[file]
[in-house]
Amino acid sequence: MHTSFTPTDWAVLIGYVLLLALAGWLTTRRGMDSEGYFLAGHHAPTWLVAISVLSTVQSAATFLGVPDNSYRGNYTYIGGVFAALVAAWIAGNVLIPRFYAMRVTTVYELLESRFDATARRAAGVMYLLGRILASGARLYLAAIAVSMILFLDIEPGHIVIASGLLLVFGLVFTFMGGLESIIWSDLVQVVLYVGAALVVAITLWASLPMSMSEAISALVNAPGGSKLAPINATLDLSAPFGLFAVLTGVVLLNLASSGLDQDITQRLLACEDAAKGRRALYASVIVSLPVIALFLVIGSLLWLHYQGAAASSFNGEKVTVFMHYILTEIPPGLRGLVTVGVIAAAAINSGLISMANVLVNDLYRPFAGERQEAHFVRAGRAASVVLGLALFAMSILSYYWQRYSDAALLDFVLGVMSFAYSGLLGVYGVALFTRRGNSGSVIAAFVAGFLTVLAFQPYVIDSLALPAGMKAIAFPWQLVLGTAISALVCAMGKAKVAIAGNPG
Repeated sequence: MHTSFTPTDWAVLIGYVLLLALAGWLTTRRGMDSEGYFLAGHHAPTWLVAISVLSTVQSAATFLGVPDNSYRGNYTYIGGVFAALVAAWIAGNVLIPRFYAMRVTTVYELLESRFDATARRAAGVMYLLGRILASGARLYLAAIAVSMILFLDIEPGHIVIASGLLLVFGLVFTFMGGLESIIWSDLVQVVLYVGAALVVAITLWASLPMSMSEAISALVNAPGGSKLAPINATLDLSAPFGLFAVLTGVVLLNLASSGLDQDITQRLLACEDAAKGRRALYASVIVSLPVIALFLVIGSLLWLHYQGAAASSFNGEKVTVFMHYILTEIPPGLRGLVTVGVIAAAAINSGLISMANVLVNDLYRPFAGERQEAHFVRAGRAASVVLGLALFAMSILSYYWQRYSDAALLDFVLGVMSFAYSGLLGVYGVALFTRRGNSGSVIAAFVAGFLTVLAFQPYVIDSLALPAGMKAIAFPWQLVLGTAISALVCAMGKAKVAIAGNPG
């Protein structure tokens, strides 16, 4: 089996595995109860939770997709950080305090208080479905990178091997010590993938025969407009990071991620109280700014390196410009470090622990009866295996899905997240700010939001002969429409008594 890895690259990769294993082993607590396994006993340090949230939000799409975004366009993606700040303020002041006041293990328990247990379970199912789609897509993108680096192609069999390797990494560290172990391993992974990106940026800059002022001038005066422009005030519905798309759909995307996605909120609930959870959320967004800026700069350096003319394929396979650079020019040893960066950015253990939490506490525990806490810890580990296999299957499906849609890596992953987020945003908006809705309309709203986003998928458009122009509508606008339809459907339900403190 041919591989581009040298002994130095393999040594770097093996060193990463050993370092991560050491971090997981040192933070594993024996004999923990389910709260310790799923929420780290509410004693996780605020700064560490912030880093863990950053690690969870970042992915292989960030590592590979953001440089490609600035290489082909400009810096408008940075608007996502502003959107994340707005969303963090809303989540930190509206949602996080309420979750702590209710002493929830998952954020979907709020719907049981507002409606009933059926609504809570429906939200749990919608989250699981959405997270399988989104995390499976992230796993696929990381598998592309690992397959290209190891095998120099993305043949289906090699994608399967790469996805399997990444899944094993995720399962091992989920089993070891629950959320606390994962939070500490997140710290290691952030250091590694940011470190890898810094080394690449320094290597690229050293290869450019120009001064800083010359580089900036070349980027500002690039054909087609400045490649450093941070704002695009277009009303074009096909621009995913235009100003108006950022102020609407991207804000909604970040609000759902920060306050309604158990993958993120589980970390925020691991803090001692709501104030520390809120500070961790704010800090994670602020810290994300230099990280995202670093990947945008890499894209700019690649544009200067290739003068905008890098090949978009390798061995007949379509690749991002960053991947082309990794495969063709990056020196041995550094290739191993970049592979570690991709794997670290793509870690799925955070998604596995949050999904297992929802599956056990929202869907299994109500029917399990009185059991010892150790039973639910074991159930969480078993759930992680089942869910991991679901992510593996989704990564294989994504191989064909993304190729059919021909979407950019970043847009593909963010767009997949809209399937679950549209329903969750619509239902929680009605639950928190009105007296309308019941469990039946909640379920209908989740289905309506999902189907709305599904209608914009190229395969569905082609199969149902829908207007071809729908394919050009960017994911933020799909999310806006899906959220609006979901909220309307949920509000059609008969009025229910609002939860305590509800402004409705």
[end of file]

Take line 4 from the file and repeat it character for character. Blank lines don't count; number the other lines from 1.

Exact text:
């Protein structure tokens, strides 16, 4: 089996595995109860939770997709950080305090208080479905990178091997010590993938025969407009990071991620109280700014390196410009470090622990009866295996899905997240700010939001002969429409008594 890895690259990769294993082993607590396994006993340090949230939000799409975004366009993606700040303020002041006041293990328990247990379970199912789609897509993108680096192609069999390797990494560290172990391993992974990106940026800059002022001038005066422009005030519905798309759909995307996605909120609930959870959320967004800026700069350096003319394929396979650079020019040893960066950015253990939490506490525990806490810890580990296999299957499906849609890596992953987020945003908006809705309309709203986003998928458009122009509508606008339809459907339900403190 041919591989581009040298002994130095393999040594770097093996060193990463050993370092991560050491971090997981040192933070594993024996004999923990389910709260310790799923929420780290509410004693996780605020700064560490912030880093863990950053690690969870970042992915292989960030590592590979953001440089490609600035290489082909400009810096408008940075608007996502502003959107994340707005969303963090809303989540930190509206949602996080309420979750702590209710002493929830998952954020979907709020719907049981507002409606009933059926609504809570429906939200749990919608989250699981959405997270399988989104995390499976992230796993696929990381598998592309690992397959290209190891095998120099993305043949289906090699994608399967790469996805399997990444899944094993995720399962091992989920089993070891629950959320606390994962939070500490997140710290290691952030250091590694940011470190890898810094080394690449320094290597690229050293290869450019120009001064800083010359580089900036070349980027500002690039054909087609400045490649450093941070704002695009277009009303074009096909621009995913235009100003108006950022102020609407991207804000909604970040609000759902920060306050309604158990993958993120589980970390925020691991803090001692709501104030520390809120500070961790704010800090994670602020810290994300230099990280995202670093990947945008890499894209700019690649544009200067290739003068905008890098090949978009390798061995007949379509690749991002960053991947082309990794495969063709990056020196041995550094290739191993970049592979570690991709794997670290793509870690799925955070998604596995949050999904297992929802599956056990929202869907299994109500029917399990009185059991010892150790039973639910074991159930969480078993759930992680089942869910991991679901992510593996989704990564294989994504191989064909993304190729059919021909979407950019970043847009593909963010767009997949809209399937679950549209329903969750619509239902929680009605639950928190009105007296309308019941469990039946909640379920209908989740289905309506999902189907709305599904209608914009190229395969569905082609199969149902829908207007071809729908394919050009960017994911933020799909999310806006899906959220609006979901909220309307949920509000059609008969009025229910609002939860305590509800402004409705």